Chapter

Causation and the Mental

Peter van Inwagen

in Reason, Metaphysics, and Mind

Published in print February 2012 | ISBN: 9780199766864
Published online May 2012 | e-ISBN: 9780199932184 | DOI: http://dx.doi.org/10.1093/acprof:oso/9780199766864.003.0014
Causation and the Mental

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This paper concerns the results of combining two sets of metaphysical theses. The theses in the first set belong to ontology in the most general sense. They can be summed up in these words: everything is either a substance or a relation (attributes being unary relations and propositions being “0-ary” relations); relations are abstract objects and, therefore, do not enter into causal relations. (Note that it follows from the first thesis that there are no events, because an event would be neither a substance nor a relation.) The second set of theses has to do with causation. They may be summarized as follows: although there are many causal relations—and although there are causal explanations—there is no such relation as “causation;” all causal relations hold between substances. When these two sets of metaphysical theses are combined, they can be seen to have important implications for the philosophy of mind.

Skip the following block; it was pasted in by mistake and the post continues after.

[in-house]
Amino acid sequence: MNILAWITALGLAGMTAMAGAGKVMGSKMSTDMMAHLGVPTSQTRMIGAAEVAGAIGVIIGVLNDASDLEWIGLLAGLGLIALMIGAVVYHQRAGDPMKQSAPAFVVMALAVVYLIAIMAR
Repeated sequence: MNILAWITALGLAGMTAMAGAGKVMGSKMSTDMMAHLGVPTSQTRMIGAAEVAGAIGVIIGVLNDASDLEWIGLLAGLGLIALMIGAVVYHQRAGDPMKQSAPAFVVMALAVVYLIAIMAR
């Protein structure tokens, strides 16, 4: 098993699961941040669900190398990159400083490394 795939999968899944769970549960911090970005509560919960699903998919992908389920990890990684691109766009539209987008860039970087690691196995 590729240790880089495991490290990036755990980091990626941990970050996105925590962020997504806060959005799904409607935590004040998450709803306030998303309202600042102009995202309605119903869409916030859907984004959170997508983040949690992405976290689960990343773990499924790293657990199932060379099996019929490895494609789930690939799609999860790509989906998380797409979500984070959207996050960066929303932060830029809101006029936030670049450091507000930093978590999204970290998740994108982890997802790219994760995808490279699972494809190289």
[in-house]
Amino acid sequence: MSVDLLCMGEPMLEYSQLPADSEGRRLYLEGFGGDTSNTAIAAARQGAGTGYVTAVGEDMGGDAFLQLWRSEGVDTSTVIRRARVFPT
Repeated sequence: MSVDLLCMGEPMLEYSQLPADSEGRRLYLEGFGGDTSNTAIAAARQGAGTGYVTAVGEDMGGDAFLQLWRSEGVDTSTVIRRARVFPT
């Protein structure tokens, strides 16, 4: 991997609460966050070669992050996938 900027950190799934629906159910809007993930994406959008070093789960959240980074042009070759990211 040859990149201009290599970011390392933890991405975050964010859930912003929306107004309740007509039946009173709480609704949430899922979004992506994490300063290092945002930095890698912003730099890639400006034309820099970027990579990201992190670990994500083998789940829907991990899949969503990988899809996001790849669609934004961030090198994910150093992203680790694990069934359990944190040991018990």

Keywords: Jaegwon Kim; mind; consciousness; causality; mental causation

Chapter.  9789 words. 

Subjects: Metaphysics

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